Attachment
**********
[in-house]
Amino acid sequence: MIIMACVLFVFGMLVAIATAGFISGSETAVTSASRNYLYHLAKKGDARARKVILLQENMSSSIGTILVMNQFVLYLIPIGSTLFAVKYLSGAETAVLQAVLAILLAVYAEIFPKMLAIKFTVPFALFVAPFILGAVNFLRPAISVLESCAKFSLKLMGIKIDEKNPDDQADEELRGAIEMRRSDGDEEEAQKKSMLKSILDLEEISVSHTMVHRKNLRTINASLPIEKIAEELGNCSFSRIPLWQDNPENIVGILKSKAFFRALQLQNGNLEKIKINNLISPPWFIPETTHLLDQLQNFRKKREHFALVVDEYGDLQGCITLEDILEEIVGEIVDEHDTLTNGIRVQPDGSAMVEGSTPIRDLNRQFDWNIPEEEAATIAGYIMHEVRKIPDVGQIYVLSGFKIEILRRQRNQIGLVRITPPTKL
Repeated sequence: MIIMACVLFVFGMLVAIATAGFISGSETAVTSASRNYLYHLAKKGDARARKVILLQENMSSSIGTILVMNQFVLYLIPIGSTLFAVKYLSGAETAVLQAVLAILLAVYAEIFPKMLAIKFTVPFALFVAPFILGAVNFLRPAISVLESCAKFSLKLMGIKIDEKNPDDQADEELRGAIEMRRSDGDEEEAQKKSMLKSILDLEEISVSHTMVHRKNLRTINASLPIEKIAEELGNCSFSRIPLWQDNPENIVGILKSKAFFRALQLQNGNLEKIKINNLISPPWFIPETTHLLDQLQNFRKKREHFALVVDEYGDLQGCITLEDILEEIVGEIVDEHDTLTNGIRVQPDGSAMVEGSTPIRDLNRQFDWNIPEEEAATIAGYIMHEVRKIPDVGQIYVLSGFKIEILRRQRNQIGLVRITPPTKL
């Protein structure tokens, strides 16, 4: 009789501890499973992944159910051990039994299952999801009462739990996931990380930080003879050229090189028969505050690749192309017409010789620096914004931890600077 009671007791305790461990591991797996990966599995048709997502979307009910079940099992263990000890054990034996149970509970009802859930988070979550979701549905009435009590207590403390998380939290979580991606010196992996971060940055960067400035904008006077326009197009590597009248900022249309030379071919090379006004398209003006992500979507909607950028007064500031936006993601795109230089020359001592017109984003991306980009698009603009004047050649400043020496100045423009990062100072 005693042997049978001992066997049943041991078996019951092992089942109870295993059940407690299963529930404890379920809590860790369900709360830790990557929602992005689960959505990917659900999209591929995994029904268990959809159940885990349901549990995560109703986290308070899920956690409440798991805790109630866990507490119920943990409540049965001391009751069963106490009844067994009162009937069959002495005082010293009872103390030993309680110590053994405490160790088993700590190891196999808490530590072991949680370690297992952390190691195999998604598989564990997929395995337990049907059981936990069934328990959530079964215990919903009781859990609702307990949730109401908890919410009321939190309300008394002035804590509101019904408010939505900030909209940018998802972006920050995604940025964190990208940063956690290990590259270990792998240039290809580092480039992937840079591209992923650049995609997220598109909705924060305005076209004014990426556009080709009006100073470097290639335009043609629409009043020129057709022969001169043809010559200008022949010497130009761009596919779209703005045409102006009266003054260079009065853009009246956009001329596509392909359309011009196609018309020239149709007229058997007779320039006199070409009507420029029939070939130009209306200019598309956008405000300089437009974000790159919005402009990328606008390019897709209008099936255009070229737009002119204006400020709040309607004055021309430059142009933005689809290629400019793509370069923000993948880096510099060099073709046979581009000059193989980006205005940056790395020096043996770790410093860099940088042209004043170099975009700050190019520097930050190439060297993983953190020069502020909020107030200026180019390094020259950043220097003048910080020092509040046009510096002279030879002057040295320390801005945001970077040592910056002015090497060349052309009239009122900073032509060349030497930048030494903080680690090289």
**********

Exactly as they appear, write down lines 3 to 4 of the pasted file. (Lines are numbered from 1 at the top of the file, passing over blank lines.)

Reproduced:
Repeated sequence: MIIMACVLFVFGMLVAIATAGFISGSETAVTSASRNYLYHLAKKGDARARKVILLQENMSSSIGTILVMNQFVLYLIPIGSTLFAVKYLSGAETAVLQAVLAILLAVYAEIFPKMLAIKFTVPFALFVAPFILGAVNFLRPAISVLESCAKFSLKLMGIKIDEKNPDDQADEELRGAIEMRRSDGDEEEAQKKSMLKSILDLEEISVSHTMVHRKNLRTINASLPIEKIAEELGNCSFSRIPLWQDNPENIVGILKSKAFFRALQLQNGNLEKIKINNLISPPWFIPETTHLLDQLQNFRKKREHFALVVDEYGDLQGCITLEDILEEIVGEIVDEHDTLTNGIRVQPDGSAMVEGSTPIRDLNRQFDWNIPEEEAATIAGYIMHEVRKIPDVGQIYVLSGFKIEILRRQRNQIGLVRITPPTKL
């Protein structure tokens, strides 16, 4: 009789501890499973992944159910051990039994299952999801009462739990996931990380930080003879050229090189028969505050690749192309017409010789620096914004931890600077 009671007791305790461990591991797996990966599995048709997502979307009910079940099992263990000890054990034996149970509970009802859930988070979550979701549905009435009590207590403390998380939290979580991606010196992996971060940055960067400035904008006077326009197009590597009248900022249309030379071919090379006004398209003006992500979507909607950028007064500031936006993601795109230089020359001592017109984003991306980009698009603009004047050649400043020496100045423009990062100072 005693042997049978001992066997049943041991078996019951092992089942109870295993059940407690299963529930404890379920809590860790369900709360830790990557929602992005689960959505990917659900999209591929995994029904268990959809159940885990349901549990995560109703986290308070899920956690409440798991805790109630866990507490119920943990409540049965001391009751069963106490009844067994009162009937069959002495005082010293009872103390030993309680110590053994405490160790088993700590190891196999808490530590072991949680370690297992952390190691195999998604598989564990997929395995337990049907059981936990069934328990959530079964215990919903009781859990609702307990949730109401908890919410009321939190309300008394002035804590509101019904408010939505900030909209940018998802972006920050995604940025964190990208940063956690290990590259270990792998240039290809580092480039992937840079591209992923650049995609997220598109909705924060305005076209004014990426556009080709009006100073470097290639335009043609629409009043020129057709022969001169043809010559200008022949010497130009761009596919779209703005045409102006009266003054260079009065853009009246956009001329596509392909359309011009196609018309020239149709007229058997007779320039006199070409009507420029029939070939130009209306200019598309956008405000300089437009974000790159919005402009990328606008390019897709209008099936255009070229737009002119204006400020709040309607004055021309430059142009933005689809290629400019793509370069923000993948880096510099060099073709046979581009000059193989980006205005940056790395020096043996770790410093860099940088042209004043170099975009700050190019520097930050190439060297993983953190020069502020909020107030200026180019390094020259950043220097003048910080020092509040046009510096002279030879002057040295320390801005945001970077040592910056002015090497060349052309009239009122900073032509060349030497930048030494903080680690090289």